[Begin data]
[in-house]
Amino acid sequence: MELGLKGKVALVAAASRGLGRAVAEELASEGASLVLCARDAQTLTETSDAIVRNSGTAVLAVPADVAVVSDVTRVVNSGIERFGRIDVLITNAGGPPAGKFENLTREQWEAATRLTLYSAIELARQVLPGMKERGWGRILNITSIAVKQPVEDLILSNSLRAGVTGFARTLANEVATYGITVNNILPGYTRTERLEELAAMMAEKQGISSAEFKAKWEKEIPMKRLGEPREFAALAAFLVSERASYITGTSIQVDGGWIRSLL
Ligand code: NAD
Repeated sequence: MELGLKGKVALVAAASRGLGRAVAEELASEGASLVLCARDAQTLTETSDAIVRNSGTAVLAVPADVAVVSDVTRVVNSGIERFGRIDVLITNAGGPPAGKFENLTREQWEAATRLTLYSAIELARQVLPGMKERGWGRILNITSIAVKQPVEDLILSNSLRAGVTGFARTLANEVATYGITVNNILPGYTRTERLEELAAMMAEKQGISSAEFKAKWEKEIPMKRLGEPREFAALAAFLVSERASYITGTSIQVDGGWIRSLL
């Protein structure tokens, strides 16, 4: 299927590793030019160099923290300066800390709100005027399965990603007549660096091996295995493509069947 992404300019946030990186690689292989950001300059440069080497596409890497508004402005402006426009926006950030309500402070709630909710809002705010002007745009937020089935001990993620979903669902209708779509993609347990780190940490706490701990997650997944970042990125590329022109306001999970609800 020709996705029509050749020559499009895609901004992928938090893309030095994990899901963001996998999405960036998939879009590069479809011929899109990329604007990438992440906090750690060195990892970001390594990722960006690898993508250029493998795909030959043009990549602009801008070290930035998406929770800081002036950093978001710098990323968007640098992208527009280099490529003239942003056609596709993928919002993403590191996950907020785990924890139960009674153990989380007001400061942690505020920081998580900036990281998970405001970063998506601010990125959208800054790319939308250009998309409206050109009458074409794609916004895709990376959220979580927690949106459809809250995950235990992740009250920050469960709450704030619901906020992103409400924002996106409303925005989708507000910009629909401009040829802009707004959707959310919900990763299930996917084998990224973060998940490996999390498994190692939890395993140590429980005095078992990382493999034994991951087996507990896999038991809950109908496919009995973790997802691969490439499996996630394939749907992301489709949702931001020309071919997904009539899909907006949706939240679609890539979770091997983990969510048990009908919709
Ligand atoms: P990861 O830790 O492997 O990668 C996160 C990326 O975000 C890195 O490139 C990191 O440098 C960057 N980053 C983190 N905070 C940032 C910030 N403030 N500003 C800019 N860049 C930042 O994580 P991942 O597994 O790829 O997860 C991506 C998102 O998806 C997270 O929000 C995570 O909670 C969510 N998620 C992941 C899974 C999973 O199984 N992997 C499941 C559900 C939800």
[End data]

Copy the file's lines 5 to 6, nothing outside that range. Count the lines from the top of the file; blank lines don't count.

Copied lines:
């Protein structure tokens, strides 16, 4: 299927590793030019160099923290300066800390709100005027399965990603007549660096091996295995493509069947 992404300019946030990186690689292989950001300059440069080497596409890497508004402005402006426009926006950030309500402070709630909710809002705010002007745009937020089935001990993620979903669902209708779509993609347990780190940490706490701990997650997944970042990125590329022109306001999970609800 020709996705029509050749020559499009895609901004992928938090893309030095994990899901963001996998999405960036998939879009590069479809011929899109990329604007990438992440906090750690060195990892970001390594990722960006690898993508250029493998795909030959043009990549602009801008070290930035998406929770800081002036950093978001710098990323968007640098992208527009280099490529003239942003056609596709993928919002993403590191996950907020785990924890139960009674153990989380007001400061942690505020920081998580900036990281998970405001970063998506601010990125959208800054790319939308250009998309409206050109009458074409794609916004895709990376959220979580927690949106459809809250995950235990992740009250920050469960709450704030619901906020992103409400924002996106409303925005989708507000910009629909401009040829802009707004959707959310919900990763299930996917084998990224973060998940490996999390498994190692939890395993140590429980005095078992990382493999034994991951087996507990896999038991809950109908496919009995973790997802691969490439499996996630394939749907992301489709949702931001020309071919997904009539899909907006949706939240679609890539979770091997983990969510048990009908919709
Ligand atoms: P990861 O830790 O492997 O990668 C996160 C990326 O975000 C890195 O490139 C990191 O440098 C960057 N980053 C983190 N905070 C940032 C910030 N403030 N500003 C800019 N860049 C930042 O994580 P991942 O597994 O790829 O997860 C991506 C998102 O998806 C997270 O929000 C995570 O909670 C969510 N998620 C992941 C899974 C999973 O199984 N992997 C499941 C559900 C939800």